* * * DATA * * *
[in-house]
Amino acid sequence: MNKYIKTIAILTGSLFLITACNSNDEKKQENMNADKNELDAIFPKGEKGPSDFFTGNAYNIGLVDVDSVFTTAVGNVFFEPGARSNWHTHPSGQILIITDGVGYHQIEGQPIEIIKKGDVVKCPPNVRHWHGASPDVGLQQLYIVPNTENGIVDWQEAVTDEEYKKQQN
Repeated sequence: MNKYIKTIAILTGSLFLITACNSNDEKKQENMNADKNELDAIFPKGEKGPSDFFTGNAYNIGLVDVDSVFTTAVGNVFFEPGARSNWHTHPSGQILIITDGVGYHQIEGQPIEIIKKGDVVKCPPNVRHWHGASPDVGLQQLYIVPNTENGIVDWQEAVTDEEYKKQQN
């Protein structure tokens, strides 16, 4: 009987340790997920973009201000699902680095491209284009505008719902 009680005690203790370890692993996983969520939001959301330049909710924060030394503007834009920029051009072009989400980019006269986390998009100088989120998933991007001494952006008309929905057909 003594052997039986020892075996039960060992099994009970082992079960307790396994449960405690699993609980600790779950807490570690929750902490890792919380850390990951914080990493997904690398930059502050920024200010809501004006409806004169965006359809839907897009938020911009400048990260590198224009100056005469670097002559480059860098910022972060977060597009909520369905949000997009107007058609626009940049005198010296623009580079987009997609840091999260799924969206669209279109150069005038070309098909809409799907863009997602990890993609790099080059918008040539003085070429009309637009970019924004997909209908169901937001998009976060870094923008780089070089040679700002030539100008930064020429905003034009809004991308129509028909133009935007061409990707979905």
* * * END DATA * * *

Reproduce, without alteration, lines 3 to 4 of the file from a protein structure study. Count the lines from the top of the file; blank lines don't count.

Repeated sequence: MNKYIKTIAILTGSLFLITACNSNDEKKQENMNADKNELDAIFPKGEKGPSDFFTGNAYNIGLVDVDSVFTTAVGNVFFEPGARSNWHTHPSGQILIITDGVGYHQIEGQPIEIIKKGDVVKCPPNVRHWHGASPDVGLQQLYIVPNTENGIVDWQEAVTDEEYKKQQN
């Protein structure tokens, strides 16, 4: 009987340790997920973009201000699902680095491209284009505008719902 009680005690203790370890692993996983969520939001959301330049909710924060030394503007834009920029051009072009989400980019006269986390998009100088989120998933991007001494952006008309929905057909 003594052997039986020892075996039960060992099994009970082992079960307790396994449960405690699993609980600790779950807490570690929750902490890792919380850390990951914080990493997904690398930059502050920024200010809501004006409806004169965006359809839907897009938020911009400048990260590198224009100056005469670097002559480059860098910022972060977060597009909520369905949000997009107007058609626009940049005198010296623009580079987009997609840091999260799924969206669209279109150069005038070309098909809409799907863009997602990890993609790099080059918008040539003085070429009309637009970019924004997909209908169901937001998009976060870094923008780089070089040679700002030539100008930064020429905003034009809004991308129509028909133009935007061409990707979905």